The song that Flo and her friends play deserves to become a gold record.
Junction City, Ore.
I read with interest Steve Wulfs article about Cincinnati fireballer Mario Soto (His Bad Rep is a Bad Rap, July 23). In my opinion, Soto is the best pitcher in baseball, and I have grown tired of seeing him unjustly criticized for his fiery temper. Like John McEnroe, Soto is a professional at the top of his game who plays at a level of intensity and emotion that is both exciting and inspiring. I watch sports to relax and enjoy vicarious thrills, and so it is infinitely more interesting to see an athlete like Soto or McEnroe than someone who performs with robot-like detachment.
MATTHEW H. JONES
New Albany, Ind.
Steve Wulfs article on Mario Soto was just the remedy needed. Maybe because of this article people will finally take the time to understand the man and the circumstances before judging him.
Soto shows—to me, anyway—a lot more than just talent. He shows loyalty—something rarely found in baseball these days. Once he controls that temper of his, he'll be unstoppable. Or in other words, Sotorific.
There is certainly no disputing Mario Soto's extraordinary pitching talent, but I was perplexed and disappointed to see Steve Wulf and SI attempt to vindicate Soto for his past altercations on the playing field. Showing that Soto is a nice guy, and that he may have been provoked in these incidents, simply doesn't change the fact that he threw a baseball at another player. Cincinnati manager Vern Rapp defends Soto by saying that he was only protecting his livelihood in these scraps, but if that is so, does it justify endangering not only another man's livelihood but also his life by retaliating with a baseball? Someone could have been killed by a man capable of throwing the ball more than 95 mph. Soto's subsequent five-day suspension and $5,000 fine were inconsequential to a man with a $6 million contract. It's a shame that a player like Soto, with so much talent, reacted in such a poor way in Atlanta, and that SI has used its pages to influence readers to see this despicable act in a more favorable light.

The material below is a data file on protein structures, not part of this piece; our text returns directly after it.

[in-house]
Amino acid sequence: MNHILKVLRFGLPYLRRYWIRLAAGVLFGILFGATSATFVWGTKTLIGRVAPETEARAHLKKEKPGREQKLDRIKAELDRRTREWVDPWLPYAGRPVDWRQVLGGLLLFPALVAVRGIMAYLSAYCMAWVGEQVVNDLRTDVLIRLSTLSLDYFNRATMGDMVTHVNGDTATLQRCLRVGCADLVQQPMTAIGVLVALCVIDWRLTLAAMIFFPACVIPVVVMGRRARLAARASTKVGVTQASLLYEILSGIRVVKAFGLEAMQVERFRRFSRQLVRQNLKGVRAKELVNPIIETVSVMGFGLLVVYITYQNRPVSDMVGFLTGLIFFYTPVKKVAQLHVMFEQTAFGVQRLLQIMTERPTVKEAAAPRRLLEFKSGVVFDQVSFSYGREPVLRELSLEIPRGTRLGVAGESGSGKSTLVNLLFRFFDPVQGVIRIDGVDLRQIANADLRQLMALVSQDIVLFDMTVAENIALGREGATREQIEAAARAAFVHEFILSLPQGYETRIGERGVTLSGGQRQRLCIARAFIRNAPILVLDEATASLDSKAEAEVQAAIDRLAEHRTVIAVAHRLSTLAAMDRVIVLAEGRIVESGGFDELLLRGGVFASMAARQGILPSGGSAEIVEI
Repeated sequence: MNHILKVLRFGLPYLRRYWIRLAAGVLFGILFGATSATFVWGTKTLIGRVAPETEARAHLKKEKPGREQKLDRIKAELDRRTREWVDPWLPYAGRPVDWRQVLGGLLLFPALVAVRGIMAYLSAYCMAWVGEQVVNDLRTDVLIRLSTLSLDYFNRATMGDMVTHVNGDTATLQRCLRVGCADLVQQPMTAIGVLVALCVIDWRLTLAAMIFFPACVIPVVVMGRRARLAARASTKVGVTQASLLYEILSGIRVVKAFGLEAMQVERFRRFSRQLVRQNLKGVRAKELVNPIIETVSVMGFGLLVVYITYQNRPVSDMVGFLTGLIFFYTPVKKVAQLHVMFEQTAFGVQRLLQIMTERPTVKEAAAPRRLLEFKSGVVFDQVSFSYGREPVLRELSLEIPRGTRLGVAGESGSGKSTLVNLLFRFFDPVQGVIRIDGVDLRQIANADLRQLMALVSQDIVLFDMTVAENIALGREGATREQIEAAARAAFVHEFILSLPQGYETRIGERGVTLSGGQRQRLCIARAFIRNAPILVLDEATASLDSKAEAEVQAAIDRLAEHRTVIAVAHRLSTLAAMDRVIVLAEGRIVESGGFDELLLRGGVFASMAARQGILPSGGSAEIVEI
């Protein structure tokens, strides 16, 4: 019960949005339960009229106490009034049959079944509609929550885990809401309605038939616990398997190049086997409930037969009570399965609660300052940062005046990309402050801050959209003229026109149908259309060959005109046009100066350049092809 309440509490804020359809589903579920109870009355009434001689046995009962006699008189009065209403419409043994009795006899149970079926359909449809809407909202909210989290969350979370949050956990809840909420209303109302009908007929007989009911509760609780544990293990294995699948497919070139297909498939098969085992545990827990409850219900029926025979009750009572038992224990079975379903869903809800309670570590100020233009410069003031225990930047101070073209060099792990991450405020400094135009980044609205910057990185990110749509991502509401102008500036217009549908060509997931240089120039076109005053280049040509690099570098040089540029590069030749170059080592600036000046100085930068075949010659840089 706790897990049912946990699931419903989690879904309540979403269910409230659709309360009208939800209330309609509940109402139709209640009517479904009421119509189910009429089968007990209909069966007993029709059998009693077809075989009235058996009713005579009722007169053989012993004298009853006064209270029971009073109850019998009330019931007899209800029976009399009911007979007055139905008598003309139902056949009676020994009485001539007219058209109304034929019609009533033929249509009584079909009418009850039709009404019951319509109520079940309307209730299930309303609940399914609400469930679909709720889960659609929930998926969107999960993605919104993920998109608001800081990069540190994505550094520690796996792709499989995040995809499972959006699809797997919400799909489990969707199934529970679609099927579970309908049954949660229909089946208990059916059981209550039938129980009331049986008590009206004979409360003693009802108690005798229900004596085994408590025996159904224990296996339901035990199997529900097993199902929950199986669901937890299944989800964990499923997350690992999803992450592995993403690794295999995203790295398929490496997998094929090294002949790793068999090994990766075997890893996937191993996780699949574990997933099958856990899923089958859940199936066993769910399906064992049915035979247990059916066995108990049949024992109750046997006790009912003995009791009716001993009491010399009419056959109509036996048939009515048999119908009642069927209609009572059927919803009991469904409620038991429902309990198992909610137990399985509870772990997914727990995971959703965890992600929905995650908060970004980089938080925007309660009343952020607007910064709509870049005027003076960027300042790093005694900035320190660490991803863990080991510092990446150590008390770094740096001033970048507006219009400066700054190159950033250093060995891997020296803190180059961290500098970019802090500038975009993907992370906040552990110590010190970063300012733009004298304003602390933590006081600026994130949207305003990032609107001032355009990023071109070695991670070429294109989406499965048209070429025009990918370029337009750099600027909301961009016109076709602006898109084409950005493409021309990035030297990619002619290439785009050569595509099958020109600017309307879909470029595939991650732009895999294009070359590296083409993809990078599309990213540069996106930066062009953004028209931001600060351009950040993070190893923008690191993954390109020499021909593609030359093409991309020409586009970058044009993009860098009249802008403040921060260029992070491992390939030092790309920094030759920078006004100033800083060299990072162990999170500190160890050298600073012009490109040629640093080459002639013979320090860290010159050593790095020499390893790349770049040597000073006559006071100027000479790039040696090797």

MICHAEL W. YEN
I enjoyed Bil Gilbert's article (Can We Live in Peace with the Grizzly? July 23) on the plight of the grizzly bear in the U.S. I agree with Gilbert when he states, "I'm solidly pro bear." In the article, both Gilbert and Dr. Chris Servheen seem to say that the worth of the grizzly lies in the special experiences he makes possible for man, or in the lessons man can learn from him. Unfortunately, this man-centered perspective clouds many issues in our society, both environmental and otherwise. I believe that the true value of the grizzly is inherent in the fact that he was created by God for existence on earth. In this sense, man is a partner with the grizzly, and we are thus obligated to do what we can to allow the grizzly's continued existence in this ecosphere.
After reading Bil Gilbert's story, I was reminded of an incident last summer while I was working in Yellowstone Park. Late one afternoon I was fortunate to be able to watch a grizzly cub eat wild berries. For more than 30 minutes I watched from a distance because I respected the fact that this was his land. This was probably the highlight of my summer, but it was quickly spoiled by a tourist who had to get a close-up shot of the cub with his camera. We can coexist with grizzlies, but we must show them the respect that they deserve.
Bil Gilbert's report on the preservation of the grizzly bear was the best I've ever read. If we could all learn to be as intimately in tune with our emotions as Gilbert is, and come to understand the value of other living beings with which we share this earth, we would all be the better for it.
"Can we live in peace with the grizzly?" Who cares? I live in Iowa.
MARK D. NIEDERT
In your July 23 issue you responded to a letter from another reader by noting the individuals with the longest spans between appearances on SI's cover. I wonder who holds the record for the shortest length of time between cover appearances, and who has appeared on the cover most often.
New York City
•Bill Walton, then of UCLA, and Tom Burleson, of North Carolina State, hold the record for the shortest span, having appeared together on two covers in a row in 1974 (March 25, 1974, far left, and April 1, 1974). Muhammad Ali is the record holder for most cover appearances, with 29.—ED.
Letters should include the name, address and home telephone number of the writer and be addressed to The Editor, SPORTS ILLUSTRATED, Time & Life Building, Rockefeller Center, New York, N.Y. 10020.